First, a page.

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Press Room

30 May 2008

Press Release: NASA DAAC Contract Awarded to NSIDC

This is a press release from the National Snow and Ice Data Center (NSIDC), which is part of the Cooperative Institute for Research in Environmental Sciences at the University of Colorado at Boulder.

Media Relations Contacts:
Jane Beitler, NSIDC: jbeitler@nsidc.org or +1 303 492-1497
Adriana Bailey, CIRES: adrianar@cires.colorado.edu, or +1 303-492-6289
Jim Scott, University of Colorado at Boulder: +1 303-492-3114

NASA has selected the University of Colorado at Boulder for its Snow and Ice Distributed Active Archive Center (DAAC). Under the five-year contract, valued at more than $30 million, the DAAC will provide data and services related to sea ice, ice shelves, ice sheets, snow cover, and more.

The DAAC, operated at the National Snow and Ice Data Center (NSIDC) since 1993, is the largest of several data management and research activities at NSIDC. NSIDC is part of the Cooperative Institute for Research in Environmental Sciences (CIRES) at CU. NSIDC supports research into the Earth’s frozen realms, offering more than 500 data products, primarily from Earth observation satellites. Researchers, commercial users, educators, and others worldwide use NSIDC data and information.

The NSIDC DAAC serves NASA’s mission to understand the Earth and its response to natural and human-induced change, as part of the NASA Earth Observing System Data and Information System. The DAAC processes, archives, documents, and distributes data from past and current Earth Observing System satellites, and from field measurement programs. To date, the NSIDC DAAC has stewarded and distributed more than 125 terabytes of data to researchers and other users. By comparison, NSIDC DAAC holdings are six times the volume of the Library of Congress digital collections.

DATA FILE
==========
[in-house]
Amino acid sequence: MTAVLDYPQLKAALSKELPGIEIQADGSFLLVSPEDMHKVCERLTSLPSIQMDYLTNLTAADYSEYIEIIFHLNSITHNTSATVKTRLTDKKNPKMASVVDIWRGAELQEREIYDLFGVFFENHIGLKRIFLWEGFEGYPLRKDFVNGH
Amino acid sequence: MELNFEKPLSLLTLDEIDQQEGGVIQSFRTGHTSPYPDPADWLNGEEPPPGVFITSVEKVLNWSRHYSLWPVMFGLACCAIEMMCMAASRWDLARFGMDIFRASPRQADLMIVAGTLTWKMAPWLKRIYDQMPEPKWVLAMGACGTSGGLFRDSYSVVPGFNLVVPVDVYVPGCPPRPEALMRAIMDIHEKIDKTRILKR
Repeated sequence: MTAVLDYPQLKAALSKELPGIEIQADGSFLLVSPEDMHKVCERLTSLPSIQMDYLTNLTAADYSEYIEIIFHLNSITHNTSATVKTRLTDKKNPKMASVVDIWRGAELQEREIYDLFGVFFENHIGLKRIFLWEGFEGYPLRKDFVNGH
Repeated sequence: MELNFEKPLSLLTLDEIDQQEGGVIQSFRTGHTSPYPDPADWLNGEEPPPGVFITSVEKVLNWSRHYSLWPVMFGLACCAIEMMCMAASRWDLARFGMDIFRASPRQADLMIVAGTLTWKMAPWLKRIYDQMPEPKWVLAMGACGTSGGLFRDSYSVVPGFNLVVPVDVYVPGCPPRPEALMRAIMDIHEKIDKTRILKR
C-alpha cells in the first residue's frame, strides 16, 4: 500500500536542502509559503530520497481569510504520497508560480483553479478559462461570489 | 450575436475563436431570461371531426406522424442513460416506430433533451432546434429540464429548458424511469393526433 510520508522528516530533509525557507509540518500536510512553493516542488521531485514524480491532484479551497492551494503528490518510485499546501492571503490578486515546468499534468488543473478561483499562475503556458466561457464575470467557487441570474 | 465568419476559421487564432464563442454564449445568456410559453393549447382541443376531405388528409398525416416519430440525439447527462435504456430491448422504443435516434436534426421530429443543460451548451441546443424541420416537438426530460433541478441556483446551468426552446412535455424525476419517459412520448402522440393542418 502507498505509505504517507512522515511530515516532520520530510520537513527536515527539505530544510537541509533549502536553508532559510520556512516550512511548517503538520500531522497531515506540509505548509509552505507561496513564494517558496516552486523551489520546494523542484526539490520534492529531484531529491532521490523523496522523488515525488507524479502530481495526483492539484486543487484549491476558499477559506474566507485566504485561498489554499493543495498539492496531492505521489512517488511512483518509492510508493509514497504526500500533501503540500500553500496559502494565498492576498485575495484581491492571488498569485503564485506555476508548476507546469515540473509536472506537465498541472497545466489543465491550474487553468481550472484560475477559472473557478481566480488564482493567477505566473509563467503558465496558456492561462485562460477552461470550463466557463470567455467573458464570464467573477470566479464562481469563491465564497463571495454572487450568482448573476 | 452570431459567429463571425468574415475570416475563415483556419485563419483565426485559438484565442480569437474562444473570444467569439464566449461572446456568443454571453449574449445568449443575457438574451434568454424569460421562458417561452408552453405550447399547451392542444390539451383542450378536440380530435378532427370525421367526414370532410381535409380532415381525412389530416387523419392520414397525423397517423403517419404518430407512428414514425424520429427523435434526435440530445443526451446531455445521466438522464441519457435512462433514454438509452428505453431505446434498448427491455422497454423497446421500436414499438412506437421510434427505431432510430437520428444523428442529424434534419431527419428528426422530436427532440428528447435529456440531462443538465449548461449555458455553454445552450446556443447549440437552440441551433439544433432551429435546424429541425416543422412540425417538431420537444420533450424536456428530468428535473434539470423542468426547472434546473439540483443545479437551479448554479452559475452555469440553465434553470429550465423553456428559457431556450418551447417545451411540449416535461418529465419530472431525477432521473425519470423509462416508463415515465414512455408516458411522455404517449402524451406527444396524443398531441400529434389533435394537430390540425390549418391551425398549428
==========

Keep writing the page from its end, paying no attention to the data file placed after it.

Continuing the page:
The data distributed by the NSIDC DAAC provide a unique view of snow and ice processes and changes from space. Notably, researchers use NSIDC DAAC data to study ongoing decline, such as the record-low extent and thinning of Arctic sea ice, as well as sudden events like ice shelf break-ups. When Antarctica’s Wilkins Ice Shelf began to rapidly disintegrate in 2008, and when the Larsen B shelf collapsed in 2002, NSIDC scientists first spotted the events with DAAC satellite data. Scientists also use DAAC data to study global and regional snow cover.

NSIDC and the DAAC also serve the public. NSIDC is a major source of data and information for journalists and reporters, especially surrounding important scientific research on snow and ice. As Arctic sea ice approached its all-time record low extent in 2007, NSIDC posted satellite imagery and ongoing scientific analysis of sea ice conditions for science journalists and the wider public. NSIDC staff responded to a deluge of requests from reporters worldwide for images, interviews, and information, helping the public obtain accurate data and scientific information regarding this key indicator of global climate change.

More information

For more information about NSIDC, visit our Web site at http://nsidc.org.

For more information about the NSIDC DAAC, visit the DAAC area of the NSIDC Web at http://nsidc.org/daac/.

To read about some of the ways that researchers use data from all of the NASA Earth Observing System data centers, including the NSIDC DAAC, visit the NASA Earth System Science Data and Services Web site at http://nasadaacs.eos.nasa.gov/.

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